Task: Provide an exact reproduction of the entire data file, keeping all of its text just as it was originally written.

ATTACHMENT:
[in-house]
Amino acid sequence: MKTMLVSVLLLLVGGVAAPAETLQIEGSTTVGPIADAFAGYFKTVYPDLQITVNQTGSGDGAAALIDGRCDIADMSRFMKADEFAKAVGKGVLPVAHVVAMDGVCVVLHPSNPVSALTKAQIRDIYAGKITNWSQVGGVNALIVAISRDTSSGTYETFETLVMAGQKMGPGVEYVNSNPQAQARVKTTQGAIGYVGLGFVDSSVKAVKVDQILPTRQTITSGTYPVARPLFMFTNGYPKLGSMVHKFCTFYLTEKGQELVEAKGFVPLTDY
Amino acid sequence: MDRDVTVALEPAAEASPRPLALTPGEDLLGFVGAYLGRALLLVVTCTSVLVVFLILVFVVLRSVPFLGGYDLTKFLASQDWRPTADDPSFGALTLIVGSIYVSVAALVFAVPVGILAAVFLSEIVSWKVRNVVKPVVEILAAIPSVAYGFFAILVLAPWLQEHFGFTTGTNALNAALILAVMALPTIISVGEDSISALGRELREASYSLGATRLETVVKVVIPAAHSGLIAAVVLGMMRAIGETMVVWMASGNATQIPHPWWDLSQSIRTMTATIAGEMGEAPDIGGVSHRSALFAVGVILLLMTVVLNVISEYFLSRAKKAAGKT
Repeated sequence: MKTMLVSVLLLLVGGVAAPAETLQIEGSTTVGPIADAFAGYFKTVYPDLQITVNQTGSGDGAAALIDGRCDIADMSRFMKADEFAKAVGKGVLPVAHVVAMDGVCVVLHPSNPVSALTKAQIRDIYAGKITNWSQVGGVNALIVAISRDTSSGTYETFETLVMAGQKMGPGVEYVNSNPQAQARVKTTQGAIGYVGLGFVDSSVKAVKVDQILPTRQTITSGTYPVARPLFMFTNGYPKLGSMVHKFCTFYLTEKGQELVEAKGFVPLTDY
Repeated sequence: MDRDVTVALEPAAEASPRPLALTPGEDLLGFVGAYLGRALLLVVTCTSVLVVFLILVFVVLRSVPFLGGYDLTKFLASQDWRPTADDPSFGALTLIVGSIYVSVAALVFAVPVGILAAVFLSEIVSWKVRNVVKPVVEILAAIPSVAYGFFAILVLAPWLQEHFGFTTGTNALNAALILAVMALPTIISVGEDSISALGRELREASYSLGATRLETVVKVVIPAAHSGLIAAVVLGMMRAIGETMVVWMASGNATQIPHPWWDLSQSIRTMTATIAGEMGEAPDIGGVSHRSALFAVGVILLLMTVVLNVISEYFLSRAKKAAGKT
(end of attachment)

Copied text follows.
[in-house]
Amino acid sequence: MKTMLVSVLLLLVGGVAAPAETLQIEGSTTVGPIADAFAGYFKTVYPDLQITVNQTGSGDGAAALIDGRCDIADMSRFMKADEFAKAVGKGVLPVAHVVAMDGVCVVLHPSNPVSALTKAQIRDIYAGKITNWSQVGGVNALIVAISRDTSSGTYETFETLVMAGQKMGPGVEYVNSNPQAQARVKTTQGAIGYVGLGFVDSSVKAVKVDQILPTRQTITSGTYPVARPLFMFTNGYPKLGSMVHKFCTFYLTEKGQELVEAKGFVPLTDY
Amino acid sequence: MDRDVTVALEPAAEASPRPLALTPGEDLLGFVGAYLGRALLLVVTCTSVLVVFLILVFVVLRSVPFLGGYDLTKFLASQDWRPTADDPSFGALTLIVGSIYVSVAALVFAVPVGILAAVFLSEIVSWKVRNVVKPVVEILAAIPSVAYGFFAILVLAPWLQEHFGFTTGTNALNAALILAVMALPTIISVGEDSISALGRELREASYSLGATRLETVVKVVIPAAHSGLIAAVVLGMMRAIGETMVVWMASGNATQIPHPWWDLSQSIRTMTATIAGEMGEAPDIGGVSHRSALFAVGVILLLMTVVLNVISEYFLSRAKKAAGKT
Repeated sequence: MKTMLVSVLLLLVGGVAAPAETLQIEGSTTVGPIADAFAGYFKTVYPDLQITVNQTGSGDGAAALIDGRCDIADMSRFMKADEFAKAVGKGVLPVAHVVAMDGVCVVLHPSNPVSALTKAQIRDIYAGKITNWSQVGGVNALIVAISRDTSSGTYETFETLVMAGQKMGPGVEYVNSNPQAQARVKTTQGAIGYVGLGFVDSSVKAVKVDQILPTRQTITSGTYPVARPLFMFTNGYPKLGSMVHKFCTFYLTEKGQELVEAKGFVPLTDY
Repeated sequence: MDRDVTVALEPAAEASPRPLALTPGEDLLGFVGAYLGRALLLVVTCTSVLVVFLILVFVVLRSVPFLGGYDLTKFLASQDWRPTADDPSFGALTLIVGSIYVSVAALVFAVPVGILAAVFLSEIVSWKVRNVVKPVVEILAAIPSVAYGFFAILVLAPWLQEHFGFTTGTNALNAALILAVMALPTIISVGEDSISALGRELREASYSLGATRLETVVKVVIPAAHSGLIAAVVLGMMRAIGETMVVWMASGNATQIPHPWWDLSQSIRTMTATIAGEMGEAPDIGGVSHRSALFAVGVILLLMTVVLNVISEYFLSRAKKAAGKT